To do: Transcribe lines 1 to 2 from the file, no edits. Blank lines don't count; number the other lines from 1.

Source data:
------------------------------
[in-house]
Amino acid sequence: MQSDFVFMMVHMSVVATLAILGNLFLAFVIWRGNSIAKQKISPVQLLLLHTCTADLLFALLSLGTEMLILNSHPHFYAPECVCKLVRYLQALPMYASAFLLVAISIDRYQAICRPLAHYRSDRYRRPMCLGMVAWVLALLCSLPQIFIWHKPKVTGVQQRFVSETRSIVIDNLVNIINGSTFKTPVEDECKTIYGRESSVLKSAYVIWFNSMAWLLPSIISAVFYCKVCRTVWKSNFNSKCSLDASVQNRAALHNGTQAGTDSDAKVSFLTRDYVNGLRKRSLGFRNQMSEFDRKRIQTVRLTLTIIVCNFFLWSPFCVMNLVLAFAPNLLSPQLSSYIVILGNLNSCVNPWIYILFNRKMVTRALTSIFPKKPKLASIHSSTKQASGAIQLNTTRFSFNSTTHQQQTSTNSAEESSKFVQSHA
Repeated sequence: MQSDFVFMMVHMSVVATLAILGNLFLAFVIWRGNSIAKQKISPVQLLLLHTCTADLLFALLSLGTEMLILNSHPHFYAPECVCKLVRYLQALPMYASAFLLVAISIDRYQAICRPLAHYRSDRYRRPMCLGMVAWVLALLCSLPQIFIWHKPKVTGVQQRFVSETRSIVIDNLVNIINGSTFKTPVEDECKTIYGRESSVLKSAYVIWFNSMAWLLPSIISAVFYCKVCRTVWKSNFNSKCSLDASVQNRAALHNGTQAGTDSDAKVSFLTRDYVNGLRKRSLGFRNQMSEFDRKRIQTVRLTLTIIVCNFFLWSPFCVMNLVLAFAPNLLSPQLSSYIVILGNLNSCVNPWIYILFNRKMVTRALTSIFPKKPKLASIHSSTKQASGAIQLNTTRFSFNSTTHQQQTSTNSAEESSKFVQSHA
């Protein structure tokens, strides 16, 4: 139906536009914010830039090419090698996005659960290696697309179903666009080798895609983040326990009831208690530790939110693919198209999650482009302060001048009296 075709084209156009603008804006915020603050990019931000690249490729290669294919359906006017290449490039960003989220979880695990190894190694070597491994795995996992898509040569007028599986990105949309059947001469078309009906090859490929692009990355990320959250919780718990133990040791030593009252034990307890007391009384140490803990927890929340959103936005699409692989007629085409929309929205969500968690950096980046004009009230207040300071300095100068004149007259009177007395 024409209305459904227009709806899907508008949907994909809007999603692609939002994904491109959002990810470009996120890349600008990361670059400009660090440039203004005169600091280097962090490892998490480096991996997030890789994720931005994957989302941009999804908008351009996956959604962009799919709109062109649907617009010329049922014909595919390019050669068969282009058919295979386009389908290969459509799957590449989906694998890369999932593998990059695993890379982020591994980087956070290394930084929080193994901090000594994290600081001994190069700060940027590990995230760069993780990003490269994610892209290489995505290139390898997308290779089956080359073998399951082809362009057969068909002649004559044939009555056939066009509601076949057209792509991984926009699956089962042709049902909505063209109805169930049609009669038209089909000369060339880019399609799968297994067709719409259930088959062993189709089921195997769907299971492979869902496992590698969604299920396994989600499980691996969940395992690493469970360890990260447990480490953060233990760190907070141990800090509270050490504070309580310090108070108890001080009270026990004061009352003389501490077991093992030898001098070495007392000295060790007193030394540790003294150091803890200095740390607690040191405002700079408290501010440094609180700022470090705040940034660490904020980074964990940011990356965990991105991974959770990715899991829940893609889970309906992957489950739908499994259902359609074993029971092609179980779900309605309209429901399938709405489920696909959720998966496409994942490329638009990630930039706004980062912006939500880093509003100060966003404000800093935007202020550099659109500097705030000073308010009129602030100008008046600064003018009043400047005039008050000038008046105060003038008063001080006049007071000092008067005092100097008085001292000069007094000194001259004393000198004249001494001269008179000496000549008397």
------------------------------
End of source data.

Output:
[in-house]
Amino acid sequence: MQSDFVFMMVHMSVVATLAILGNLFLAFVIWRGNSIAKQKISPVQLLLLHTCTADLLFALLSLGTEMLILNSHPHFYAPECVCKLVRYLQALPMYASAFLLVAISIDRYQAICRPLAHYRSDRYRRPMCLGMVAWVLALLCSLPQIFIWHKPKVTGVQQRFVSETRSIVIDNLVNIINGSTFKTPVEDECKTIYGRESSVLKSAYVIWFNSMAWLLPSIISAVFYCKVCRTVWKSNFNSKCSLDASVQNRAALHNGTQAGTDSDAKVSFLTRDYVNGLRKRSLGFRNQMSEFDRKRIQTVRLTLTIIVCNFFLWSPFCVMNLVLAFAPNLLSPQLSSYIVILGNLNSCVNPWIYILFNRKMVTRALTSIFPKKPKLASIHSSTKQASGAIQLNTTRFSFNSTTHQQQTSTNSAEESSKFVQSHA